There was heartbreak for Sergio Perez when the Racing Point clashed with a Toro Rosso and ended up being spun out of ninth place and into the gravel near the end of the Japanese Grand Prix.
The accident meant that Perez was initially shown in 17th place in the official results for the race. However a few minutes later a revised classification was issued, with Perez back in ninth - and the race one lap shorter.
Instead of 53 laps as planned, the race was shortened to 52 laps after a technical glitch with the timing system.
That resulted in the chequered flag being shown to the leaders one lap too soon. Under the sporting regulations, that meant the race did indeed end one lap earlier - and the roll back means Perez stays in the points despite his clash with Pierre Gasly.
According to Article 43.2 of F1's sporting regulations, "Should for any reason the end‐of‐race signal be given before the leading car completes the scheduled number of laps, or the prescribed time has been completed, the race will be deemed to have finished when the leading car last crossed the Line before the signal was given."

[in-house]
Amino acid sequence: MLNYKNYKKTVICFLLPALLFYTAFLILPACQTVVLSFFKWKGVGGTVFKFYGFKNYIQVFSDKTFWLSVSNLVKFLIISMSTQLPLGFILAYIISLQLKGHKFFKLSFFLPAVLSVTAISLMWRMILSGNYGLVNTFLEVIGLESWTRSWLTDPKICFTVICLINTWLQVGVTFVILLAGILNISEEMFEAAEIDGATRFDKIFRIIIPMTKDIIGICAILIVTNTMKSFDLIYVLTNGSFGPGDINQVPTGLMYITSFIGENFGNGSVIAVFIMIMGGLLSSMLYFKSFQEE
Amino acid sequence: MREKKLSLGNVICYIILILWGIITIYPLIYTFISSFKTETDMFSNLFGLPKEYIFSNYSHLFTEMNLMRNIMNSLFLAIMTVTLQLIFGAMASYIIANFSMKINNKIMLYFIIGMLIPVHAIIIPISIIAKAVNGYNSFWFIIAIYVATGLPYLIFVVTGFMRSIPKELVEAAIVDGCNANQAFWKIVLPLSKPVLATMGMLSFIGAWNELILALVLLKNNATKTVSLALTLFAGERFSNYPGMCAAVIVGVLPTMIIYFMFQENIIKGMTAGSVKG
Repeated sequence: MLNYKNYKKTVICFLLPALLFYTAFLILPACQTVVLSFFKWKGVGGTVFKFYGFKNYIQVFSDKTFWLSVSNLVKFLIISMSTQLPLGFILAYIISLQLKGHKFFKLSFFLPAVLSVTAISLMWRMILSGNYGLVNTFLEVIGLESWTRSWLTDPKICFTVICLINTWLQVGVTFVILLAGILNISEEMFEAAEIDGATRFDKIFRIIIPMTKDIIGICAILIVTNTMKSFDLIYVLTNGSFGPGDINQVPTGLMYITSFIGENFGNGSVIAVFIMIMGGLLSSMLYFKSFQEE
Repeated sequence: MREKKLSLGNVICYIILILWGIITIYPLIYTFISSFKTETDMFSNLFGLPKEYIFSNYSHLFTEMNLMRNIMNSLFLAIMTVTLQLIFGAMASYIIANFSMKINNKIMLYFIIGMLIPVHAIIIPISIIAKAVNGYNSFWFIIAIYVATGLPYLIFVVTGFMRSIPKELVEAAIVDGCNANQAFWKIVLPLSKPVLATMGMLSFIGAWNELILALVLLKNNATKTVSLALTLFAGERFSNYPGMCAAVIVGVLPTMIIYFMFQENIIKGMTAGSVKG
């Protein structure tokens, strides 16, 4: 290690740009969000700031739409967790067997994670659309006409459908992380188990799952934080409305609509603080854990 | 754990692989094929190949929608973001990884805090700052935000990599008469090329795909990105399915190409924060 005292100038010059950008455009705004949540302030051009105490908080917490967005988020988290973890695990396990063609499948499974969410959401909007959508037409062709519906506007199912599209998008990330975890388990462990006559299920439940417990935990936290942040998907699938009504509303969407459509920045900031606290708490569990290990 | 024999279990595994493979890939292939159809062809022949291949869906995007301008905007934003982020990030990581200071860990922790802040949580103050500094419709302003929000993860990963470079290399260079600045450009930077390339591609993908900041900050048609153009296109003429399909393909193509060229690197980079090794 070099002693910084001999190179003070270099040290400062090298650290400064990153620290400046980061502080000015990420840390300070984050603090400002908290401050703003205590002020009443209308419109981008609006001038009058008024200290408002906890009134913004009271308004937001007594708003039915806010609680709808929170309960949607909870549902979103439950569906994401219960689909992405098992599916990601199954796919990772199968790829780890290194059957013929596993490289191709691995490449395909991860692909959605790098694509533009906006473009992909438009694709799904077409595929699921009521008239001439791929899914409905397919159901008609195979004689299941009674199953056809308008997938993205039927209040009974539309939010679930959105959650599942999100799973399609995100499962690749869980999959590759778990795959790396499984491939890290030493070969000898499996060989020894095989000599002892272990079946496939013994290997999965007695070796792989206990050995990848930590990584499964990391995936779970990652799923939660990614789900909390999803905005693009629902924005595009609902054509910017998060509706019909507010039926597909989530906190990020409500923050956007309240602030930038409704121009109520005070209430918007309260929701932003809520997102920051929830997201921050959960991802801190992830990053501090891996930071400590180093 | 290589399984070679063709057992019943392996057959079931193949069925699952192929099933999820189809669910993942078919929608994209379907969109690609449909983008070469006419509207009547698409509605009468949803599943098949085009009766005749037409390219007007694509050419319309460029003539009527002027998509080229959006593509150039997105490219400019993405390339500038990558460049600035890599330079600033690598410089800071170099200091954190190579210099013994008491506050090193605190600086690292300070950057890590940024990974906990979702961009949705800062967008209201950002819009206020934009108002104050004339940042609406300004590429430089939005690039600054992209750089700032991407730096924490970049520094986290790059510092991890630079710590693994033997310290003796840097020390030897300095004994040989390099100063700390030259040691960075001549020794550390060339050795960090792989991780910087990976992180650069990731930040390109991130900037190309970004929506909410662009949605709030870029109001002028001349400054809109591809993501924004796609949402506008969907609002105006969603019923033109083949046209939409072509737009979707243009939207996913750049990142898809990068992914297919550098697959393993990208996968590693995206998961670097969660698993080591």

With Perez back in ninth place, Renault's Nico Hulkenberg drops back to tenth. And Perez' team mate Lance Stroll misses out on a point altogether, as he was pushed out of the top ten by Perez' reinstatement.
Racing Point is currently in seventh place in the constructors championship. The two points scored by Perez on Sunday keep it within five points of Toro Rosso in sixth.
It also means that Perez is now in a three-way tie for tenth place in the driver standings with Renault's Nico Hulkenberg and McLaren Lando Norris.
Initial reports said that the FIA was uncertain about the cause of the chequered flag panel being illuminated too early. An investigation into the glitch is said to be underway.
It might be related to the disruption caused by Typhoon Hagibis, with much of the circuit infrastructure having to be packed away on Saturday to protect it against the inclement weather and set up in haste on Sunday morning in time to hold qualifying.
It's not the first time that a Grand Prix has been accidentally curtailed.
The most recent occasion was last year's Canadian race, where model Winnie Harlow was given instructions to wave the chequered flag too soon.